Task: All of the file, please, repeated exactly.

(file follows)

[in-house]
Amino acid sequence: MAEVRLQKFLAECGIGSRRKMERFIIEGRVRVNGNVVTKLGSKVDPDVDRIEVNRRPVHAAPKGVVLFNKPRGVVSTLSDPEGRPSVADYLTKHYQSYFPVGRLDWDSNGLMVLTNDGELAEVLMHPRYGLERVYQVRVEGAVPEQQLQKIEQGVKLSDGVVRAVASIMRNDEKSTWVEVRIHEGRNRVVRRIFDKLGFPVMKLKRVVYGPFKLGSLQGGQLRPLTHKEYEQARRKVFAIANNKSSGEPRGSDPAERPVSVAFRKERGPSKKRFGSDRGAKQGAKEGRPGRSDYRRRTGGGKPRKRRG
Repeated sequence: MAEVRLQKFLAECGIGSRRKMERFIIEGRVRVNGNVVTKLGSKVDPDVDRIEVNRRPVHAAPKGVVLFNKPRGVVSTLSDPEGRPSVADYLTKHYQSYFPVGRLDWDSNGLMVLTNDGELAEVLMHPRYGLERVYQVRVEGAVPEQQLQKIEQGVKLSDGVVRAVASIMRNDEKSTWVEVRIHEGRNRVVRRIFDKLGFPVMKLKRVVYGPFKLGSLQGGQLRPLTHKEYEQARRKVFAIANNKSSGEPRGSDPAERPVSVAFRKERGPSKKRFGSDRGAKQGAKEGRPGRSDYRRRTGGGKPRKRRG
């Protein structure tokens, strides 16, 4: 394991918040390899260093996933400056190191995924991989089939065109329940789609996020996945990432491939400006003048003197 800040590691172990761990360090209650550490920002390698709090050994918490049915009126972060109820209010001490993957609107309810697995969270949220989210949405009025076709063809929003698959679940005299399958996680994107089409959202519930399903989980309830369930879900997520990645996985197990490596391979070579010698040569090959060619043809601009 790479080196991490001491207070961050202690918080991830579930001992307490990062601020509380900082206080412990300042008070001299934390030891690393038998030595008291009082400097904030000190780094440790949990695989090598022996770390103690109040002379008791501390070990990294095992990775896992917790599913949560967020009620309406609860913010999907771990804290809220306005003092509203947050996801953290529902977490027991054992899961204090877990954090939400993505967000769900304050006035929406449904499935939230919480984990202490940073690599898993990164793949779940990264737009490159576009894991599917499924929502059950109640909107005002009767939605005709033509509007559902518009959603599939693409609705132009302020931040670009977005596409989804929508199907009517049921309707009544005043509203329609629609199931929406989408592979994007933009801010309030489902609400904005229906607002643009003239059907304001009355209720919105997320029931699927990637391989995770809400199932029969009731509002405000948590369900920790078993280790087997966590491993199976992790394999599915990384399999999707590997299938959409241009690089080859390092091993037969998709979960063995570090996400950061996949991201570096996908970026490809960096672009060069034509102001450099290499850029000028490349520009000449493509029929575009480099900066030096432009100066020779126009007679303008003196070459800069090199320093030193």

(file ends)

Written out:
[in-house]
Amino acid sequence: MAEVRLQKFLAECGIGSRRKMERFIIEGRVRVNGNVVTKLGSKVDPDVDRIEVNRRPVHAAPKGVVLFNKPRGVVSTLSDPEGRPSVADYLTKHYQSYFPVGRLDWDSNGLMVLTNDGELAEVLMHPRYGLERVYQVRVEGAVPEQQLQKIEQGVKLSDGVVRAVASIMRNDEKSTWVEVRIHEGRNRVVRRIFDKLGFPVMKLKRVVYGPFKLGSLQGGQLRPLTHKEYEQARRKVFAIANNKSSGEPRGSDPAERPVSVAFRKERGPSKKRFGSDRGAKQGAKEGRPGRSDYRRRTGGGKPRKRRG
Repeated sequence: MAEVRLQKFLAECGIGSRRKMERFIIEGRVRVNGNVVTKLGSKVDPDVDRIEVNRRPVHAAPKGVVLFNKPRGVVSTLSDPEGRPSVADYLTKHYQSYFPVGRLDWDSNGLMVLTNDGELAEVLMHPRYGLERVYQVRVEGAVPEQQLQKIEQGVKLSDGVVRAVASIMRNDEKSTWVEVRIHEGRNRVVRRIFDKLGFPVMKLKRVVYGPFKLGSLQGGQLRPLTHKEYEQARRKVFAIANNKSSGEPRGSDPAERPVSVAFRKERGPSKKRFGSDRGAKQGAKEGRPGRSDYRRRTGGGKPRKRRG
């Protein structure tokens, strides 16, 4: 394991918040390899260093996933400056190191995924991989089939065109329940789609996020996945990432491939400006003048003197 800040590691172990761990360090209650550490920002390698709090050994918490049915009126972060109820209010001490993957609107309810697995969270949220989210949405009025076709063809929003698959679940005299399958996680994107089409959202519930399903989980309830369930879900997520990645996985197990490596391979070579010698040569090959060619043809601009 790479080196991490001491207070961050202690918080991830579930001992307490990062601020509380900082206080412990300042008070001299934390030891690393038998030595008291009082400097904030000190780094440790949990695989090598022996770390103690109040002379008791501390070990990294095992990775896992917790599913949560967020009620309406609860913010999907771990804290809220306005003092509203947050996801953290529902977490027991054992899961204090877990954090939400993505967000769900304050006035929406449904499935939230919480984990202490940073690599898993990164793949779940990264737009490159576009894991599917499924929502059950109640909107005002009767939605005709033509509007559902518009959603599939693409609705132009302020931040670009977005596409989804929508199907009517049921309707009544005043509203329609629609199931929406989408592979994007933009801010309030489902609400904005229906607002643009003239059907304001009355209720919105997320029931699927990637391989995770809400199932029969009731509002405000948590369900920790078993280790087997966590491993199976992790394999599915990384399999999707590997299938959409241009690089080859390092091993037969998709979960063995570090996400950061996949991201570096996908970026490809960096672009060069034509102001450099290499850029000028490349520009000449493509029929575009480099900066030096432009100066020779126009007679303008003196070459800069090199320093030193």